Therefore, as long as the individual can successfully demonstrate one of the above two affirmative defenses with respect to the gift, offer, or promise to the foreign official, that individual can avoid liability under the FCPA.
Examples of FCPA Cases
Last year in 2019, companies paid $2.9 billion in FCPA cases, which included resolutions with various federal agencies such as the SEC and the DOJ.
These FCPA enforcement proceedings involved multiple high-profile and well-known corporate defendants such as Deutsche Bank, Microsoft, Juniper Networks, and Barclays.
Below we offer a few examples of investigations into these companies for violations of the FCPA:
- In September 2019, the SEC charged Barclays with FCPA violations pertaining to its hiring practices. According to the SEC, Barclays failed to maintain internal accounting controls around its hiring practices that provided reasonable assurance that its employees were not bribing foreign officials, Barclays agreed to pay over $6 million in disgorgement, almost $1 million in prejudgment interest, and about $1.5 million in civil penalties.
- In August 2019, the SEC charged the networking and cybersecurity company, Juniper Networks, with violations of the FCPA through its Russian and Chinese subsidiaries. Juniper agreed to settle charges for violations of the accounting provisions by paying more $11.7 million in monetary relief including $4 million in disgorgement, over $1.2 million in prejudgment interest, and about $6.5 million in civil penalties.
- In August 2019, the SEC charged Deutsche Bank with violations of the FCPA. The SEC alleged that Deutsche Bank hired relatives of foreign officials to improperly influence them regarding investment banking business. These hires bypassed the company’s highly competitive hiring process and were often less qualified than other applicants who were hired through the formal hiring process. Deutsche Bank agreed to pay disgorgement of almost $11 million, prejudgment interest of almost $2.4 million, and civil penalties of about $3 million.
- In July 2019, the SEC charged Microsoft Corporation with FCPA violations in connection with its operations at four foreign subsidiaries. Specifically, the SEC alleged that the Microsoft Hungary subsidiary provided discounts on software licenses to its resellers, distributors, and other third parties. Instead of passing the discounts to the company’s government customers, the discounts funded improper payments and provided improper travel and gifts to foreign government officials. Microsoft agreed to about $13.7 million in disgorgement, about $2.7 million in prejudgment interest, and $8.7 million as a criminal fine from its non-prosecution agreement with the DOJ.
Federal Agencies Involved in Investigations for FCPA Violations
The SEC and DOJ are jointly responsible for investigations and enforcement of the FCPA.
The SEC is charged with the civil enforcement of the anti-bribery and accounting provisions, while the DOJ is responsible for criminal prosecution as well as civil investigations of these provisions.
Other federal agencies involved in the investigative process include the Department of Homeland Security, the Internal Revenue Service, and the Department of the Treasury, as some examples.
Further, it is important to remember that violations of the FCPA can also result in violations of other provisions of the securities laws as well as other federal criminal statutes, which may bring in more enforcement authorities.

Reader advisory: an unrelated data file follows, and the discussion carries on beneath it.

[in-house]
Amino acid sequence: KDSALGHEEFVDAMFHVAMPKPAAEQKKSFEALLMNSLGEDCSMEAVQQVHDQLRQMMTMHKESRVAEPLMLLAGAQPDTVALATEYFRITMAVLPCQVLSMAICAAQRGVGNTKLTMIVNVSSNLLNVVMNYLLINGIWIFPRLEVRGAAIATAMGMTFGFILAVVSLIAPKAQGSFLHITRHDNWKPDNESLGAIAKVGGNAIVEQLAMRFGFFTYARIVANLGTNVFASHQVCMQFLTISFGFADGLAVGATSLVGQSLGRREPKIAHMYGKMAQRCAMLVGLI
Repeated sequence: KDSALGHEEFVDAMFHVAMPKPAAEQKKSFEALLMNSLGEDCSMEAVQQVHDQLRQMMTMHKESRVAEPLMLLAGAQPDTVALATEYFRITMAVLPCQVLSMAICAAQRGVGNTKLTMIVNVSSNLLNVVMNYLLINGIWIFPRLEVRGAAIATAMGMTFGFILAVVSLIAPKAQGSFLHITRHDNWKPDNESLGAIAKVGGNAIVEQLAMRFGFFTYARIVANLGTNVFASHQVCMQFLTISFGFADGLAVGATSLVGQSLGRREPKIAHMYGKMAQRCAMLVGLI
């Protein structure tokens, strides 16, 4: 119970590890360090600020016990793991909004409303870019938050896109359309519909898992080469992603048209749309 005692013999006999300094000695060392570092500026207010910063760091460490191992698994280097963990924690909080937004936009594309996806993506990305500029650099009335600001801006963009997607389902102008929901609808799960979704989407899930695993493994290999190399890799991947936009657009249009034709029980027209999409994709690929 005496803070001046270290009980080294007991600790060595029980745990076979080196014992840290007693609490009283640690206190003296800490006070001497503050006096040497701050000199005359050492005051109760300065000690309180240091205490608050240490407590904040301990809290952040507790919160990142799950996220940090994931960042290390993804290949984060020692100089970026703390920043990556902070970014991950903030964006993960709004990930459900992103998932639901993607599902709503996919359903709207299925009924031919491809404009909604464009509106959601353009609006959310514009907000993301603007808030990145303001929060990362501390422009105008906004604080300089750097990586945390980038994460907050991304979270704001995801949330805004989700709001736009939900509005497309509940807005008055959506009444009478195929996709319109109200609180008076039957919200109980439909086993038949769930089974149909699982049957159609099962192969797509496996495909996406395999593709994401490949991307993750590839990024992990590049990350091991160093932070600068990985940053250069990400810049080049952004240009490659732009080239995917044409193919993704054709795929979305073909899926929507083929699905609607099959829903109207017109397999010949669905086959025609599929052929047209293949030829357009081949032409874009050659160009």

Penalties for FCPA Violations
Individuals and companies are subject to a variety of sanctions for FCPA violations including civil and criminal penalties, disgorgement or restitution orders plus prejudgment interest, suspensions and debarments, and even imprisonment.
These penalties can be quite significant.
For the anti-bribery provisions, companies can be subject to criminal fines of up to $2 million. Individuals can be fined up to $250,000 and subject to five years imprisonment. For the accounting provisions, companies can be subject to a fine of up to $25 million, while individuals may be fined up to $5 million and subject to imprisonment terms of up to 20 years.
Further, under the Alternative Fines Act (18 U.S.C. § 3571(d)), courts are authorized to impose higher fines than those authorized by the FCPA—such as up to twice the amount the violator obtained through the corruption—if facts supporting the decision to increase the fines are included in the indictment and either proven to the jury or agreed to in a guilty plea.
For the anti-bribery provisions, the FCPA provides that companies may be liable for a civil penalty of up to $16,000 per violation. Individuals could also be subject to a civil penalty of $16,000 per violation.
For the accounting provisions, companies and individuals can be subject to a penalty not to exceed the greater of the gross amount of their pecuniary gain from the violation or a specified dollar limitation based on the seriousness of the violation—ranging from $75,000 to $725,000 for a company and $7,500 to $150,000 for an individual.
Need Advice Regarding FCPA Violations & Penalties?
Being investigated for FCPA violations can be a worrisome time and could waste needless time and expense. It could also result in substantial criminal and civil penalties as well as imprisonment.
If you have been charged with violations of the FCPA or think an investigation could be initiated against you or your company, it is time to get in touch with an attorney.
At Oberheiden, P.C., we have a well-qualified team of FCPA attorneys poised to defend you against these unwarranted charges. We are experienced in providing legal advice to our clients charged with FCPA violations, preparing individualized defense strategies, and fighting for our clients’ rights.
Call us at 888-680-1745 or contact our office for a free consultation.